pointing to your past because, see, it can't be changed. Jesus keeps pointing to your future because it's yet to
      be written.

          Yes, you went down. But you don't have to stay down! Jesus stands ready this very minute to pick you up,
      dust you off, bandage your wounds, and help you start running for Him again - forgiven, restored, and stronger
      than you have ever been before.      - -  Ron Hutchcraft
      *Not amalgamated with 'Thought & Humor'.

      I am trying here to prevent anyone from saying the really
      foolish thing that people often say about Him [Jesus Christ]:
      "I'm ready to accept Jesus as a great moral teacher, but I
      don't accept His claim to be God."

      That is the one thing we must not say. A man who was
      merely a man and said the sort of things Jesus said would
      not be a great moral teacher. He would either be a lunatic --
      on a level with a man who says he is a poached egg --
      or else he would be the Devil of Hell.

      You must make your choice. Either this Man was, and is,
      the Son of God, or else a madman or something worse ....
      You can shut Him up for fool, you can spit at Him and kill
      Him as a demon; or you can fall at His feet and call Him
      Lord and God. But let us not come up with any patronizing
      nonsense about His being a great hum! an teacher. He has
      not left that option open to us. He did not intend to.

                -- From Case for Christianity, by C.S. Lewis


      Energy Independence 
      & The War On Terror

      Just last week Osama bin Laden declared war not only on the United States,
      but on all civilization. He urged jihadists throughout the Islamic world to
      travel to Darfur in western Sudan, where the Islamic government in Khartoum
      has been massacring hundreds of thousands of Muslims. Bin Laden wants
      Islamists to go there, not to save the Muslims, but to block the efforts of
      the United Nations, NATO, and the United States to end the genocide.

      What is this madman up to? Simpy this: He wants to so destabilize the world
      that he may usher in his radical version of Islam.

      What is particularly galling to me is that we Americans are actually helping
      to finance bin Laden, thanks to our utter dependence on Middle Eastern oil.
      As oil prices soar, so do the profits of the Middle Eastern oil interests,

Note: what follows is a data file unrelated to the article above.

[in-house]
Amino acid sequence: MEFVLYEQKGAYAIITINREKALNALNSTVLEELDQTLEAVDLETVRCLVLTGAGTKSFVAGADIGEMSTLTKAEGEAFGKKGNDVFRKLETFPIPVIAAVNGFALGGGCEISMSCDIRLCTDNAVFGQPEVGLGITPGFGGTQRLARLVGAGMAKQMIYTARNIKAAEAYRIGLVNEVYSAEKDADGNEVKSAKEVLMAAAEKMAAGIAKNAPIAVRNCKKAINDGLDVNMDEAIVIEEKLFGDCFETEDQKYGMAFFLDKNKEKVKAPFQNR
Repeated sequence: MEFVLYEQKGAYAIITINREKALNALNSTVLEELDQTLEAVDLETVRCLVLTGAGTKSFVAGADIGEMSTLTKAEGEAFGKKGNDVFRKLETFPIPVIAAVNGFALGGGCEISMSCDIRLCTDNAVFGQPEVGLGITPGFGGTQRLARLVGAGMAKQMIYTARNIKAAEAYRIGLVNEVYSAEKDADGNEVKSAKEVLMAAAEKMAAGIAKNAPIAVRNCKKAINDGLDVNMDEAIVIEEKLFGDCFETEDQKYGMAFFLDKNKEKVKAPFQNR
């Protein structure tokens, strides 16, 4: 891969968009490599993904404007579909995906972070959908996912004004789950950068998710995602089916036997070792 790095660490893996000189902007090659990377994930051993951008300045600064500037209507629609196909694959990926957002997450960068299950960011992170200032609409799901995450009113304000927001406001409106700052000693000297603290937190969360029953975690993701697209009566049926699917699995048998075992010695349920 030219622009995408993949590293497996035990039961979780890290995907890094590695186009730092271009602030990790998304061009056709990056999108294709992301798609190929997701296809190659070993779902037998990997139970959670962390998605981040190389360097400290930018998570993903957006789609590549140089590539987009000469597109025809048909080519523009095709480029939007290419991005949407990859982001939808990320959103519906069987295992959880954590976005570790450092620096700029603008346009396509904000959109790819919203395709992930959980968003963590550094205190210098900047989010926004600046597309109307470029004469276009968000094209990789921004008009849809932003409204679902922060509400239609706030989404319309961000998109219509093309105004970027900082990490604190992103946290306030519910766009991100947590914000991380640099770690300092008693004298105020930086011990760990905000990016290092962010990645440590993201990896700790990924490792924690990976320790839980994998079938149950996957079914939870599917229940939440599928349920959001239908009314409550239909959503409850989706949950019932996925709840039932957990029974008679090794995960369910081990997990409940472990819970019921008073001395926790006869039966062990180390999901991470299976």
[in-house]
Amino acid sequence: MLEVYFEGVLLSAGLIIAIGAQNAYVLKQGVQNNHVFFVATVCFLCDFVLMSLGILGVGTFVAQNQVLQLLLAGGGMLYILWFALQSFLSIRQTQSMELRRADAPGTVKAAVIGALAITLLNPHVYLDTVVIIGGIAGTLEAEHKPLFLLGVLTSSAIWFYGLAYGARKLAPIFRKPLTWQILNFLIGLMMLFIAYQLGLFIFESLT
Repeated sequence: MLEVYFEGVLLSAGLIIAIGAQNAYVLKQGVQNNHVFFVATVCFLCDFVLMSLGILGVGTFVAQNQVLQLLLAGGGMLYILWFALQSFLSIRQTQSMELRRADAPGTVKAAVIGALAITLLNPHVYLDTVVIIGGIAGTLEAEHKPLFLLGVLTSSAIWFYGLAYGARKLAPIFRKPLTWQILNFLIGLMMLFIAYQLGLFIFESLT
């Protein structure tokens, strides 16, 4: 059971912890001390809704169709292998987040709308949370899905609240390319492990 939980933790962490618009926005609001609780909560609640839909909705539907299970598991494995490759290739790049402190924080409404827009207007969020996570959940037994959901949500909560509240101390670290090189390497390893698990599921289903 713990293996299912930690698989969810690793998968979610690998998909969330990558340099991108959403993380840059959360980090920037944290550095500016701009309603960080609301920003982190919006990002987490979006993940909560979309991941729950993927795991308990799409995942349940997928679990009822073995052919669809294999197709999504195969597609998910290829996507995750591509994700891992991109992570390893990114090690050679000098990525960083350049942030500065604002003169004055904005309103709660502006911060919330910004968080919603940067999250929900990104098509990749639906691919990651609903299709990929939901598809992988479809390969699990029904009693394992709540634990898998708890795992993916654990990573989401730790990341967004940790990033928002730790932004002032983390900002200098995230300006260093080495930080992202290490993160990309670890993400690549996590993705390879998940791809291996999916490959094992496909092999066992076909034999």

some of which, according to reports, are financing bin Laden.

      How in the world will we ever stop bin Laden? The answer is by starving the
      beast: Stop sending dollars to the Middle East. That is why I was pleased by
      President Bush's announcement this week of a plan to cut imports of Middle
      Eastern oil by 75 percent by 2025. Good start, Mr. President. But we have to
      do more—much more.

      When I served President Nixon, there was a serious energy shortage. Gas
      prices rose to more than one dollar (the equivalent of four dollars and
      forty-two cents today). President Nixon demanded that the United States
      become energy independent by 1980 and opened the Alaska pipeline, which
      turned out to be a very important step. President Ford followed him, setting
      the target date for energy independence back to 1985. Jimmy Carter, who had
      to deal with another energy crisis, called achieving energy independence by
      1990 the "moral equivalent of war" and enacted a number of measures, most of
      which were later repealed during the Reagan presidency.

      In light of this history, here is what is really shocking: We are more
      dependent on Middle Eastern oil today than ever before.

      I would like to see the president and the Congress set a realistic deadline
      for energy independence and then take the drastic measures to achieve it.
      Crack down hard on the oil companies, okay—that is an easy solution for
      politicians—but at the same time open up the Alaskan oil reserves, increase
      off-shore drilling, invest resources in developing alternative energy
      sources like ethanol and wind power, force car manufacturers to increase
      fuel efficiency, build nuclear plants for energy. Experts say we could
      achieve energy independence in ten years if we really put our minds to it.

      So what's stopping us? Nothing, except the lack of political will. Any
      politician voting for these things would be defeated in the next election,
      unless, that is, there were a resurgence of political will among the
      American people, a willingness to sacrifice, like the patriotism I saw
      during World War II.

      Look, folks, the survival of Western civilization is at stake. We are up
      against a dedicated enemy who wants to destroy us and will kill innocent
      Muslims—his own people—to achieve his ends. We are in a genuine clash
      of civilizations with jihadists of the Islamic world.
         BREAKPOINT with Charles Colson & Mark Earley

      *Not amalgamated with 'Thought & Humor'.
      Subscribe:  Get your friends to join the 
      daily jollity/raillery by sending an e-mail to:
      Unsearchable Things